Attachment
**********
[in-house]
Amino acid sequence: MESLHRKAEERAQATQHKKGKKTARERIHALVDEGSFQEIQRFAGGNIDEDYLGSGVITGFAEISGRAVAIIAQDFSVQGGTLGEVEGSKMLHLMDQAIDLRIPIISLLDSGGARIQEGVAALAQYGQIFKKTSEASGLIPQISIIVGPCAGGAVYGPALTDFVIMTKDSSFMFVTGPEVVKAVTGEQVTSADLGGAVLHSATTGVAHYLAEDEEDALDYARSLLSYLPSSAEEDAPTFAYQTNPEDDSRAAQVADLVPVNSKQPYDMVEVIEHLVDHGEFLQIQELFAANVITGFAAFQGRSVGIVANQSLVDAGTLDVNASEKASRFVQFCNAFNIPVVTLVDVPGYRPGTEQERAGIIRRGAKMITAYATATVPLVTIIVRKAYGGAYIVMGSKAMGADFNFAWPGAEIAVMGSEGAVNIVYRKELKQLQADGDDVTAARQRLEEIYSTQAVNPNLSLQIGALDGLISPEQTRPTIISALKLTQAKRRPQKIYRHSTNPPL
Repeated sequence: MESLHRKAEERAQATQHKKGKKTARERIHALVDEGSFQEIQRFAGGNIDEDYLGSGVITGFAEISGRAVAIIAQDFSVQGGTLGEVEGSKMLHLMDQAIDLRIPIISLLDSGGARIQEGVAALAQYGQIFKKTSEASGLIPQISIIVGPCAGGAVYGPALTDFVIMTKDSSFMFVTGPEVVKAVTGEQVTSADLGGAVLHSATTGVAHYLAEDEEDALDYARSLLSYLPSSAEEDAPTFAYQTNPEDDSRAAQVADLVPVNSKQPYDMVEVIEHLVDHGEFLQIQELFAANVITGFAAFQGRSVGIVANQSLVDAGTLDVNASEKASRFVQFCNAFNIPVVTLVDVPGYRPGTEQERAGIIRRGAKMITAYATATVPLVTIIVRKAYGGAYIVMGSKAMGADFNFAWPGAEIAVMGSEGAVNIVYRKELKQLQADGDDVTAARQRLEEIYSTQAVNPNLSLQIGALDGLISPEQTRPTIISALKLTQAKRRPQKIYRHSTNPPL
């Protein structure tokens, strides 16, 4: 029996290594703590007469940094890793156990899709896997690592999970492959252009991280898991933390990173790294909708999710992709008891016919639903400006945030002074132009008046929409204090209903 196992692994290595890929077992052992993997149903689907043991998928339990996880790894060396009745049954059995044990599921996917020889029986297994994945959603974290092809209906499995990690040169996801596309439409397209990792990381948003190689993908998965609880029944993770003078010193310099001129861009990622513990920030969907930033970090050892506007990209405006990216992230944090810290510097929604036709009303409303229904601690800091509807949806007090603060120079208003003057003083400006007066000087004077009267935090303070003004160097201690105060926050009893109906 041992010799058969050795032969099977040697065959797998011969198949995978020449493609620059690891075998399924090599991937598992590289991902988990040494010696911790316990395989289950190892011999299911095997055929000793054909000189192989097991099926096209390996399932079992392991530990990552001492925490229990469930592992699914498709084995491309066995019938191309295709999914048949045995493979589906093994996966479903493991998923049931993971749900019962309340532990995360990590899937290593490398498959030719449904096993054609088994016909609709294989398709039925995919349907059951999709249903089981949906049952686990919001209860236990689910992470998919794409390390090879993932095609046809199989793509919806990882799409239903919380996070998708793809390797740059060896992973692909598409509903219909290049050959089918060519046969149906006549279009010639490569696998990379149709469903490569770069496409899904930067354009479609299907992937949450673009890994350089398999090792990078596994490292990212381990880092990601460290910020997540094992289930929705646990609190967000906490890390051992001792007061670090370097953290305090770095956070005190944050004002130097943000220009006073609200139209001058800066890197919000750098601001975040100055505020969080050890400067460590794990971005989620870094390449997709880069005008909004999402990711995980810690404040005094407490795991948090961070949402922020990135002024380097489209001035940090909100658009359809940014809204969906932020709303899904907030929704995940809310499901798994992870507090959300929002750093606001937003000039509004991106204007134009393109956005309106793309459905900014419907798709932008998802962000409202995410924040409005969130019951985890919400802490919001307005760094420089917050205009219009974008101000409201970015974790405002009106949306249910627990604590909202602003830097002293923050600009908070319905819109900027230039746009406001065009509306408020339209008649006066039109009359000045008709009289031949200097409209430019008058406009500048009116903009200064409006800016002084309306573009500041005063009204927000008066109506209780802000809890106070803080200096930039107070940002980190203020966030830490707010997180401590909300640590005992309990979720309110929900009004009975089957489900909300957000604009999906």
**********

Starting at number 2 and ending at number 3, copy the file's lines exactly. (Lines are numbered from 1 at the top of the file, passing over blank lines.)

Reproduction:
Amino acid sequence: MESLHRKAEERAQATQHKKGKKTARERIHALVDEGSFQEIQRFAGGNIDEDYLGSGVITGFAEISGRAVAIIAQDFSVQGGTLGEVEGSKMLHLMDQAIDLRIPIISLLDSGGARIQEGVAALAQYGQIFKKTSEASGLIPQISIIVGPCAGGAVYGPALTDFVIMTKDSSFMFVTGPEVVKAVTGEQVTSADLGGAVLHSATTGVAHYLAEDEEDALDYARSLLSYLPSSAEEDAPTFAYQTNPEDDSRAAQVADLVPVNSKQPYDMVEVIEHLVDHGEFLQIQELFAANVITGFAAFQGRSVGIVANQSLVDAGTLDVNASEKASRFVQFCNAFNIPVVTLVDVPGYRPGTEQERAGIIRRGAKMITAYATATVPLVTIIVRKAYGGAYIVMGSKAMGADFNFAWPGAEIAVMGSEGAVNIVYRKELKQLQADGDDVTAARQRLEEIYSTQAVNPNLSLQIGALDGLISPEQTRPTIISALKLTQAKRRPQKIYRHSTNPPL
Repeated sequence: MESLHRKAEERAQATQHKKGKKTARERIHALVDEGSFQEIQRFAGGNIDEDYLGSGVITGFAEISGRAVAIIAQDFSVQGGTLGEVEGSKMLHLMDQAIDLRIPIISLLDSGGARIQEGVAALAQYGQIFKKTSEASGLIPQISIIVGPCAGGAVYGPALTDFVIMTKDSSFMFVTGPEVVKAVTGEQVTSADLGGAVLHSATTGVAHYLAEDEEDALDYARSLLSYLPSSAEEDAPTFAYQTNPEDDSRAAQVADLVPVNSKQPYDMVEVIEHLVDHGEFLQIQELFAANVITGFAAFQGRSVGIVANQSLVDAGTLDVNASEKASRFVQFCNAFNIPVVTLVDVPGYRPGTEQERAGIIRRGAKMITAYATATVPLVTIIVRKAYGGAYIVMGSKAMGADFNFAWPGAEIAVMGSEGAVNIVYRKELKQLQADGDDVTAARQRLEEIYSTQAVNPNLSLQIGALDGLISPEQTRPTIISALKLTQAKRRPQKIYRHSTNPPL